Journal of Fluorescence

, Volume 26, Issue 3, pp 1029–1043 | Cite as

The Fluorescence Methods to Study Neurotransmitters (Biomediators) in Plant Cells

  • Victoria V. Roshchina


Fluorescence as a parameter for analysis of intracellular binding and localization of neurotransmitters also named biomediators (acetylcholine and biogenic amines such as catecholamines, serotonin, histamine) as well as their receptors in plant cells has been estimated basing on several world publications and own experiments of the author. The subjects of the consideration were 1. application of reagents forming fluorescent products (for catecholamines - glyoxylic acid, for histamine - formaldehyde or ortho-phthalic aldehyde) to show the presence and binding of the compounds in cells, 2. binding of their fluorescent agonists and antagonists with cell, 3. effects of the compounds, their agonists and antagonists on autofluorescence, 4. action of external factors on the accumulation of the compounds in cells. How neurotransmitters can bind to certain cellular compartments has been shown on intact individual cells (vegetative microspores, pollens, secretory cells) and isolated organelles. The staining with reagents on biogenic amines leads to the appearance blue or blue-green emission on the surface and excretions of intact cells as well in some DNA-containing organelles within cells. The difference between autofluorescence and histochemically induced fluorescence may reflect the occurrence and amount of biogenic amines in the cells studied. Ozone and salinity as external factors can regulate the emission of intact cells related to biogenic amines. After the treatment of isolated cellular organelles with glyoxylic acid blue emission with maximum 460–475 nm was seen in nuclei and chloroplasts (in control variants in this spectral region the noticeable emission was absent) and very expressive fluorescence (more than twenty times as compared to control) in the vacuoles. After exposure to ortho-phthalic aldehyde blue emission was more noticeable in nuclei and chloroplasts. Fluorescent agonists (muscarine, 6,7-diOHATN, BODIPY-dopamine or BODIPY-5HT) or antagonists (d-tubocurarine for acetylcholine, yohimbine for dopamine and norepinephrine, inmecarb for serotonin) of neurotransmitters that bound with animal receptors fluorescent in blue (460–480 nm) or blue-green (490–530 nm) and usually are bound with the plasmatic membrane of intact cells or with membrane of the isolated organelles studied. In some model cells autofluorescence (belonging to chlorophyll or not, for example secondary metabolites) may be stimulated by exogenous biogenic amines or their agonists and, on the contrary, be inhibited by certain antagonists. The fluorescence data may be applied for the testing in ecological monitoring, medicine and pharmacology.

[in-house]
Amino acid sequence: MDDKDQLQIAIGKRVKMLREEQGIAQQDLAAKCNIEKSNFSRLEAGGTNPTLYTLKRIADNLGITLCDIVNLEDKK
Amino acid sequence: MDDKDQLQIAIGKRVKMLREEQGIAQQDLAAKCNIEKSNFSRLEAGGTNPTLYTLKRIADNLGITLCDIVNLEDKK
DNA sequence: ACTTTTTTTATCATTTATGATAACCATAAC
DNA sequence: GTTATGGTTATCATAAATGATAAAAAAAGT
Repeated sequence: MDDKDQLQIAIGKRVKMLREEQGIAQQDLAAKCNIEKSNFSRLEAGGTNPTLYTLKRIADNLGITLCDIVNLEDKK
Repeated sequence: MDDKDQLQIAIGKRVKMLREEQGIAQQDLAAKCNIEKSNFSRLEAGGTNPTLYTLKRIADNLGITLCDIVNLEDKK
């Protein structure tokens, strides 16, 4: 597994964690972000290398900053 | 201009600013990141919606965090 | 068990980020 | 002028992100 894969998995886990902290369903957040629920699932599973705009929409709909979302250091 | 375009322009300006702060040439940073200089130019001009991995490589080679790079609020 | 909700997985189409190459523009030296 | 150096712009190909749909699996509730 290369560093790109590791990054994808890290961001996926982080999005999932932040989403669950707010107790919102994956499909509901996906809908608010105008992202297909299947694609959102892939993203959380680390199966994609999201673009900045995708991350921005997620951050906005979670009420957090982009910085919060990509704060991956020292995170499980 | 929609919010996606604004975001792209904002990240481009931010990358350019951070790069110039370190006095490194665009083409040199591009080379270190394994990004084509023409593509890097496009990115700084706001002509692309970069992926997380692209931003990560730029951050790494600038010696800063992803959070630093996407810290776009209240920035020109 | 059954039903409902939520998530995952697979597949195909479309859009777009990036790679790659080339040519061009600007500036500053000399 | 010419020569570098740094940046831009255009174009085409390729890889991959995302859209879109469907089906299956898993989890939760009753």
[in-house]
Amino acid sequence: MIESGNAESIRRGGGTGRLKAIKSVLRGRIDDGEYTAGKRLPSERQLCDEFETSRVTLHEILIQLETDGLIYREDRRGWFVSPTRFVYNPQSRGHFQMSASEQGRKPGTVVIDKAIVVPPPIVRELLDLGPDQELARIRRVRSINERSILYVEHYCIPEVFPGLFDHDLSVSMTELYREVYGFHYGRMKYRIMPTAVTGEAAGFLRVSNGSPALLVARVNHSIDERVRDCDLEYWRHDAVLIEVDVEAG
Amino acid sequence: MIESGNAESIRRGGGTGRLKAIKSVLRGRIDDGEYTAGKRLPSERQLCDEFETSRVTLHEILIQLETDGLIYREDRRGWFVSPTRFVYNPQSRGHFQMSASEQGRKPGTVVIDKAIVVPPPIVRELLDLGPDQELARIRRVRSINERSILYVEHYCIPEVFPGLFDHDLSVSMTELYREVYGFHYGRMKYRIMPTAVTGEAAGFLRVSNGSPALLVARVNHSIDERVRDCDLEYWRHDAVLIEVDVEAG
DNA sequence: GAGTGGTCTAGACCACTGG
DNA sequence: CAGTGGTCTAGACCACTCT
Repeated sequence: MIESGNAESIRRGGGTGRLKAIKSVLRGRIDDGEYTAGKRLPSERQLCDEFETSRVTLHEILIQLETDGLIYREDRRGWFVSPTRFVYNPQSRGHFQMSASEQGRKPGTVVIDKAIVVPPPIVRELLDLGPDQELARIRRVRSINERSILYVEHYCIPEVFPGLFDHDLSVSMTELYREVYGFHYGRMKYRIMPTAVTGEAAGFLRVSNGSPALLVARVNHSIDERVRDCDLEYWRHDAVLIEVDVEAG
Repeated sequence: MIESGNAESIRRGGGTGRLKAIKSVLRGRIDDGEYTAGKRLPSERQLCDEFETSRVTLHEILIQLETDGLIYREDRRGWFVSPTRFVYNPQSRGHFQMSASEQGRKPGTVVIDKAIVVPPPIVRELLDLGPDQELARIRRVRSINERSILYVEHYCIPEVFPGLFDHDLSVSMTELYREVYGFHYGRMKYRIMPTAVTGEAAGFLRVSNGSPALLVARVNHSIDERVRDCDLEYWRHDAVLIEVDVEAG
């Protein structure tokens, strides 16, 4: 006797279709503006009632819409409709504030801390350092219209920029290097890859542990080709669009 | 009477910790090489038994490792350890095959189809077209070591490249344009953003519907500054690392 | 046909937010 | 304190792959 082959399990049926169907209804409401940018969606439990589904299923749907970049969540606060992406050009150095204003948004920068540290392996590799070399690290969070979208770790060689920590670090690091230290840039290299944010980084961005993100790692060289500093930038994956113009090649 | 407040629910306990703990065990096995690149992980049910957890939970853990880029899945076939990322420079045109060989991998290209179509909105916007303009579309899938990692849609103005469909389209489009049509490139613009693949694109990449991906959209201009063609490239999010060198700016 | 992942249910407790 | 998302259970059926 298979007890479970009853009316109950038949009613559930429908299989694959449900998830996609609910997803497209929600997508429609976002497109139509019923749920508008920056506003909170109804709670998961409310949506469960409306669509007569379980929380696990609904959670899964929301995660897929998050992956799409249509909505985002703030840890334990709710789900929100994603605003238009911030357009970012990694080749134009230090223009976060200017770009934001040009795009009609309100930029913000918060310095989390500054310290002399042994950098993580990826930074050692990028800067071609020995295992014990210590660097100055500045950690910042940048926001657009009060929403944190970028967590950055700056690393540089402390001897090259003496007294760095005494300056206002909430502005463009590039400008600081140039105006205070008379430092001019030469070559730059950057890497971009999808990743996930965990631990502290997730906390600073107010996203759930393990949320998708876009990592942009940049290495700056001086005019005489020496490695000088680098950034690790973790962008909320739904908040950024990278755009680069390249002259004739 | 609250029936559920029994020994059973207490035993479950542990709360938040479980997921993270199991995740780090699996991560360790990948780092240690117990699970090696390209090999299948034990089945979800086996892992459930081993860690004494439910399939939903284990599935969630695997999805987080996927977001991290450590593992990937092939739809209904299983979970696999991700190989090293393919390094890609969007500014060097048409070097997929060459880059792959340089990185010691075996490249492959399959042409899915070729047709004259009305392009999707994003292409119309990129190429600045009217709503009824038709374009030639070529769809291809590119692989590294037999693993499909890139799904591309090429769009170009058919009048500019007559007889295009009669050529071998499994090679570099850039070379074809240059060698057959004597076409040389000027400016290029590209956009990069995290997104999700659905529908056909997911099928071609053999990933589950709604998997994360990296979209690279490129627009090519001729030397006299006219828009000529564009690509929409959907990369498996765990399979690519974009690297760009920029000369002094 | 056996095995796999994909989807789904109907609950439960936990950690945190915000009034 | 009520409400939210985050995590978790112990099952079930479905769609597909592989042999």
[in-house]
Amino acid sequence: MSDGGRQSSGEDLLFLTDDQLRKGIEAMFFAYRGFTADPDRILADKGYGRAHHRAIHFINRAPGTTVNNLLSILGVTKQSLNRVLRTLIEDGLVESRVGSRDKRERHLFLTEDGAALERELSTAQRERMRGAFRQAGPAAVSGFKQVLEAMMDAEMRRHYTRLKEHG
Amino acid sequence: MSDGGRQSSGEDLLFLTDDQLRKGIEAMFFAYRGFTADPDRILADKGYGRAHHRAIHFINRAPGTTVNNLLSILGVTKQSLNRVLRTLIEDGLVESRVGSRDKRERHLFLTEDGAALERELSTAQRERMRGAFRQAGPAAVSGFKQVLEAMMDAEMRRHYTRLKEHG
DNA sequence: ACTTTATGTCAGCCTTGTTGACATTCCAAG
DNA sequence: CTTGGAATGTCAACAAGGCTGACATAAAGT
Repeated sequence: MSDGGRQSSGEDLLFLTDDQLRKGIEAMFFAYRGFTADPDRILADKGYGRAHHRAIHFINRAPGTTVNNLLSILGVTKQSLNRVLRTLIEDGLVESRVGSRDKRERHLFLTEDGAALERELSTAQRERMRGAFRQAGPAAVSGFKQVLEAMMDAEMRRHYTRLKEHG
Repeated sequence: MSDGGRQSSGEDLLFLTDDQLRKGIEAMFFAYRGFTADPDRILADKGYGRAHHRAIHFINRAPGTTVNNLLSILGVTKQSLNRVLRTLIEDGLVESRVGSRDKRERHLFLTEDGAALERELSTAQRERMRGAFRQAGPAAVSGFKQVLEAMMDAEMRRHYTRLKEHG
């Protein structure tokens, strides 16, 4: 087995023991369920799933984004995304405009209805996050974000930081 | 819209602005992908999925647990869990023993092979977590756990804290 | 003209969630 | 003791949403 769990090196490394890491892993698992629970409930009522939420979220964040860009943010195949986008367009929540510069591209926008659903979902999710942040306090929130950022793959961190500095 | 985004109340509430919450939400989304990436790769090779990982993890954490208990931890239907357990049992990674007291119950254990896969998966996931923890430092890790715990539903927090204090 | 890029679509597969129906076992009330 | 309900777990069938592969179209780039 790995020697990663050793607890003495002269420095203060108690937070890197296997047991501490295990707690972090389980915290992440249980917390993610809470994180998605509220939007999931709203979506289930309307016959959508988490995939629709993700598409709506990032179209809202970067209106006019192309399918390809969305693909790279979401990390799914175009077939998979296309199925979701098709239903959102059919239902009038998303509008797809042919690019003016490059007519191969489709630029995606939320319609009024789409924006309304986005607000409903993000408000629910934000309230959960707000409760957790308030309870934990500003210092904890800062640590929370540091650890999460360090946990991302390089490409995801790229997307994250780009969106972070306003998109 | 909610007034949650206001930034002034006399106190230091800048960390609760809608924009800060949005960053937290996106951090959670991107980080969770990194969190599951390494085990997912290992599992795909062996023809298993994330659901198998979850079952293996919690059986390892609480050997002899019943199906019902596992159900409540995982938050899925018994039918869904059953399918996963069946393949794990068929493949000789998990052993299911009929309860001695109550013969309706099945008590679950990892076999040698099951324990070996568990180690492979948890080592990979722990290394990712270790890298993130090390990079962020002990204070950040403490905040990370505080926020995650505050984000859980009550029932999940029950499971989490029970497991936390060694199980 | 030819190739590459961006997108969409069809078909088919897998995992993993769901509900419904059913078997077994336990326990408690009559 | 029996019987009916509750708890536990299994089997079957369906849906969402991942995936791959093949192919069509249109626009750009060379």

Biogenic amines Agonists Antagonists Confocal microscopy Fluorescence microscopy Histochemisty Isolated organelles Microspectrofluorimetry Model systems 



Author thanks Mrs. V.A. Yashin and A. Kuchin for the assistance in the receiving of color images by confocal microscopy.

Supplementary material

10895_2016_1791_MOESM1_ESM.docx (169 kb)
ESM 1 (DOCX 168 kb)
10895_2016_1791_MOESM2_ESM.docx (227 kb)
ESM 2 (DOCX 226 kb)


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Copyright information

© Springer Science+Business Media New York 2016

Authors and Affiliations

  1. 1.Russian Academy of SciencesInstitute of Cell BiophysicsPushchinoRussia

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